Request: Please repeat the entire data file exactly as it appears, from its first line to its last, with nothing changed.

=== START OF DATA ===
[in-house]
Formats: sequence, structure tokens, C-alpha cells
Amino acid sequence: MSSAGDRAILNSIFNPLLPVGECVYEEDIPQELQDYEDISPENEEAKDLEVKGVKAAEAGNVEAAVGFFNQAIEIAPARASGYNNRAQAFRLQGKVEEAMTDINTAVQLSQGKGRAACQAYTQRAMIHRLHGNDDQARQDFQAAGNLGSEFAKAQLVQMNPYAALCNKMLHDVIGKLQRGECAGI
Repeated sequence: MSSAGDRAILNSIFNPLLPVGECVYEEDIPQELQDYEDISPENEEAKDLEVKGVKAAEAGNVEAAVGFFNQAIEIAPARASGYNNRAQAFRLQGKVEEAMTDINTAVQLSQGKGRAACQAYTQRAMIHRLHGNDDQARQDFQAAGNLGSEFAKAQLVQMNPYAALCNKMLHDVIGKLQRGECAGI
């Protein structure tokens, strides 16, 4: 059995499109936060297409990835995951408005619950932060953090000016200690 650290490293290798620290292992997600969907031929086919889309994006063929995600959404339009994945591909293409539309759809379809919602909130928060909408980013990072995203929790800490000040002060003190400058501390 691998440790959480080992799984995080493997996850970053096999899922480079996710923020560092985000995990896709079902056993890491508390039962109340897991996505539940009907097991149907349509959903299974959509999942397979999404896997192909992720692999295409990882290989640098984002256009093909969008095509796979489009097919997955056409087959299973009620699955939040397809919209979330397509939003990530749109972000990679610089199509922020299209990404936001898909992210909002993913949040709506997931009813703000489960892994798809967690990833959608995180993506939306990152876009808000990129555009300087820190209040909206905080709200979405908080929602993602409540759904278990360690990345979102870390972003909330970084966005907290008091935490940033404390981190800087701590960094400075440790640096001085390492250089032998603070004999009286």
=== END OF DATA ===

[in-house]
Formats: sequence, structure tokens, C-alpha cells
Amino acid sequence: MSSAGDRAILNSIFNPLLPVGECVYEEDIPQELQDYEDISPENEEAKDLEVKGVKAAEAGNVEAAVGFFNQAIEIAPARASGYNNRAQAFRLQGKVEEAMTDINTAVQLSQGKGRAACQAYTQRAMIHRLHGNDDQARQDFQAAGNLGSEFAKAQLVQMNPYAALCNKMLHDVIGKLQRGECAGI
Repeated sequence: MSSAGDRAILNSIFNPLLPVGECVYEEDIPQELQDYEDISPENEEAKDLEVKGVKAAEAGNVEAAVGFFNQAIEIAPARASGYNNRAQAFRLQGKVEEAMTDINTAVQLSQGKGRAACQAYTQRAMIHRLHGNDDQARQDFQAAGNLGSEFAKAQLVQMNPYAALCNKMLHDVIGKLQRGECAGI
């Protein structure tokens, strides 16, 4: 059995499109936060297409990835995951408005619950932060953090000016200690 650290490293290798620290292992997600969907031929086919889309994006063929995600959404339009994945591909293409539309759809379809919602909130928060909408980013990072995203929790800490000040002060003190400058501390 691998440790959480080992799984995080493997996850970053096999899922480079996710923020560092985000995990896709079902056993890491508390039962109340897991996505539940009907097991149907349509959903299974959509999942397979999404896997192909992720692999295409990882290989640098984002256009093909969008095509796979489009097919997955056409087959299973009620699955939040397809919209979330397509939003990530749109972000990679610089199509922020299209990404936001898909992210909002993913949040709506997931009813703000489960892994798809967690990833959608995180993506939306990152876009808000990129555009300087820190209040909206905080709200979405908080929602993602409540759904278990360690990345979102870390972003909330970084966005907290008091935490940033404390981190800087701590960094400075440790640096001085390492250089032998603070004999009286």